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 From:  Mat Murdock <mmurdock underscore lists at kimballequipment dot com>
 To:  David Cook <david dot cook at jpcompserv dot co dot uk>
 Cc:  m0n0wall at lists dot m0n0 dot ch
 Subject:  Re: [m0n0wall] Re: VPN for 2 offices connecting to same domain on a windows server
 Date:  Sun, 05 Feb 2006 23:15:45 -0700
You may want to look at this thread.  I was trying to accomplish the 
same thing.  However I was doing this with Windows 2000 not 2003.  
Hopefully things have changed.

Mat Murdock

David Cook wrote:
> Dee Lowndes wrote:
>> Sorry I should have said that only one Windows 2003 SBS server would be
>> in use and that would be located in the main office. Indeed to figure
>> out a way for both offices to be able to use that one server.
>> Ideas on a postcard please ;)
>> Dee
>> On Wed, 2006-02-01 at 07:04 -0600, MN wrote:
>>> Your Windows 2003 servers will have DNS, you can use this for the 
>>> domain
>>> connectivity. Point your "fringe" office back at a DNS server at the 
>>> "home"
>>> office.  As for DHCP, it may be more trouble than it is worth to get 
>>> that
>>> across.
> This should be possible. The key is using the hidden options in the 
> config.xml file so that m0n0wall providing DHCP services on the remote 
> network assigns the IP address of your SBS server as the primary DNS 
> server for the remote clients. This will allow the remote clients to 
> participate properly in Active Directory.
> If this is properly setup in combination with the site-site VPN, then 
> there should be no need for WINS. If WINS is required (some legacy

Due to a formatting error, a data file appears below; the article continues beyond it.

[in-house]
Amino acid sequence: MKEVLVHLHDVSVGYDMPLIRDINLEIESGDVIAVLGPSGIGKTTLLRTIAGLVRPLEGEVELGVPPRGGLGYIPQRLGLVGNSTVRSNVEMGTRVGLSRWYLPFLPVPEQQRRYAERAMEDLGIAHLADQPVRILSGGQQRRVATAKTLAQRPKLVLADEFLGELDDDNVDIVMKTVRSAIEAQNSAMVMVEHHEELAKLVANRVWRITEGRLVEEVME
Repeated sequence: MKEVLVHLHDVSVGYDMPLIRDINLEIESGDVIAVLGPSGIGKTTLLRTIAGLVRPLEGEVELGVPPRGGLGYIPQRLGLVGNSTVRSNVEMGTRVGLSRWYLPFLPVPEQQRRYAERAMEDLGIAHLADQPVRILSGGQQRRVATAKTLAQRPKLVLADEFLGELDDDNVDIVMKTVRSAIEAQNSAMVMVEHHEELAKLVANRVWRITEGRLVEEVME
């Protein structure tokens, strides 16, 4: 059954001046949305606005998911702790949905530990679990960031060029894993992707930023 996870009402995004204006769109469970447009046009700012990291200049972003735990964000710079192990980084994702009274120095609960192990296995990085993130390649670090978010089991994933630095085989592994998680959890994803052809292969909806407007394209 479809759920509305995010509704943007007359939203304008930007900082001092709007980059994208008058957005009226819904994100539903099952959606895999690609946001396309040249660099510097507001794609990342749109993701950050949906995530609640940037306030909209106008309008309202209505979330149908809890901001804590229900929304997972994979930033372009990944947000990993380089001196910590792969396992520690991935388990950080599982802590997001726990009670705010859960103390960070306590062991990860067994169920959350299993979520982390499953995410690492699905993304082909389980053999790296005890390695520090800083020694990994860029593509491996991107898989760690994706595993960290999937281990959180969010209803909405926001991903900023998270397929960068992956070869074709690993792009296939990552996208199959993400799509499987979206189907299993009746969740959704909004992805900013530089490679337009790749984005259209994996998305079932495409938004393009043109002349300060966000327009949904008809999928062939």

> software fusses without it) then the IP address of your SBS server can 
> be again assigned to the remote clients by DHCP and standard m0n0wall 
> DHCP configuration options. See 
> http://doc.m0n0.ch/handbook/faq-hiddenopts.html and the DHCP section 
> on http://doc.m0n0.ch/handbook/config-services.html for details.
> A few observations.
> 1. You are going to need a small block of static IPs on each xDSL 
> connection between the router and m0n0wall. The m0n0wall-m0n0wall VPN 
> just won't work without the m0n0walls all having Internet IPs. A /30 
> is ideal though if you have to use BT (avoid if at all possible) the 
> minumum they generally supply is a /29.
> 2. Assuming that you are using MS Windows on your client PCs, this is 
> all going to work much better and be easier to configure and 
> troubleshoot without fighting with MS Win9x or WinME clients. If you 
> have any of these left and were thinking about replacing them, now is 
> the time!
> 3. Your SBS server does not need to do DHCP for the remote networks. 
> You will cause yourself more work if you try, though it is possible 
> using DHCP relay in m0n0wall. The key is that all PCs on the network 
> are using your SBS server for DNS.
> 4. Minimise the amount of traffic that is passed between the server 
> and remote clients at login and logoff. If you are using Group Policy 
> for folder redirection on your main site then create Organisational 
> Units for each the remote site which has a policy with either the 
> folder redirction disabled or pointing to a UNC path on the remote 
> local network. The clients at the remote sites then need adding to the 
> appropriate OU. This doesn't apply for MS Win9x clients.
> 5. MS Outlook as a client to MS Exchange does not play nicely across 
> firewalls and VPNs. In our experience the packets generated by the RPC 
> traffic between the client and server are just too big for anything 
> other than a LAN. The solution is to use a combination of MS Outlook 
> 2003 (licensed with your SBS CALs), MS Windows XP Pro SP2 and 
> configure Outlook RPC over HTTP (or better HTTPS).
> This works really well and in addition to giving everybody the full 
> functionality of MS Outlook and Exchange; avoids the hell of PSTs, 
> POP3/IMAP connections to Exchange mailboxes and other nastiness. If 
> you have Exchange SP2 installed then this is a matter of clicking a 
> few options in Exchange Administrator, manually configuring two 
> registry entries and changing a couple of options in IIS. I believe we 
> have a hint-sheet for this somewhere; email me if you want it. Traffic 
> across the WAN between Exchange and the Outlook clients can be 
> minimised by using the default Cached Exchange Mode in Outlook.
> Best regards
> David
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